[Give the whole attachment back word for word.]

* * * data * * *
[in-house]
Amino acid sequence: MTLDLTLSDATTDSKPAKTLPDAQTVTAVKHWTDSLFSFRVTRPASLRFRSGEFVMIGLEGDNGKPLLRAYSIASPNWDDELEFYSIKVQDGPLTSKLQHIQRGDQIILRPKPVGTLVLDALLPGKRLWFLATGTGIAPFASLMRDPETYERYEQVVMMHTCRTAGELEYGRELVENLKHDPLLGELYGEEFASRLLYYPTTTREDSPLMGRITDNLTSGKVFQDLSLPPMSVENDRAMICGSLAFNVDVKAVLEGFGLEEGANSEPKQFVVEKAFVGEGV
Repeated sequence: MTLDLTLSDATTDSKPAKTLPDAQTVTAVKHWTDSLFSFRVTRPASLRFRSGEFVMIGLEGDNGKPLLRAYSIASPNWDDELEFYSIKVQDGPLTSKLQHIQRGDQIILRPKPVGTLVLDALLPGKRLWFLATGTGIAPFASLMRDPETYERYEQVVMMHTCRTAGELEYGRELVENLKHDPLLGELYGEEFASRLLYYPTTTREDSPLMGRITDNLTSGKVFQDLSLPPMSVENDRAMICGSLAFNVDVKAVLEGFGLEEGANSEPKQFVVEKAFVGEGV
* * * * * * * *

[in-house]
Amino acid sequence: MTLDLTLSDATTDSKPAKTLPDAQTVTAVKHWTDSLFSFRVTRPASLRFRSGEFVMIGLEGDNGKPLLRAYSIASPNWDDELEFYSIKVQDGPLTSKLQHIQRGDQIILRPKPVGTLVLDALLPGKRLWFLATGTGIAPFASLMRDPETYERYEQVVMMHTCRTAGELEYGRELVENLKHDPLLGELYGEEFASRLLYYPTTTREDSPLMGRITDNLTSGKVFQDLSLPPMSVENDRAMICGSLAFNVDVKAVLEGFGLEEGANSEPKQFVVEKAFVGEGV
Repeated sequence: MTLDLTLSDATTDSKPAKTLPDAQTVTAVKHWTDSLFSFRVTRPASLRFRSGEFVMIGLEGDNGKPLLRAYSIASPNWDDELEFYSIKVQDGPLTSKLQHIQRGDQIILRPKPVGTLVLDALLPGKRLWFLATGTGIAPFASLMRDPETYERYEQVVMMHTCRTAGELEYGRELVENLKHDPLLGELYGEEFASRLLYYPTTTREDSPLMGRITDNLTSGKVFQDLSLPPMSVENDRAMICGSLAFNVDVKAVLEGFGLEEGANSEPKQFVVEKAFVGEGV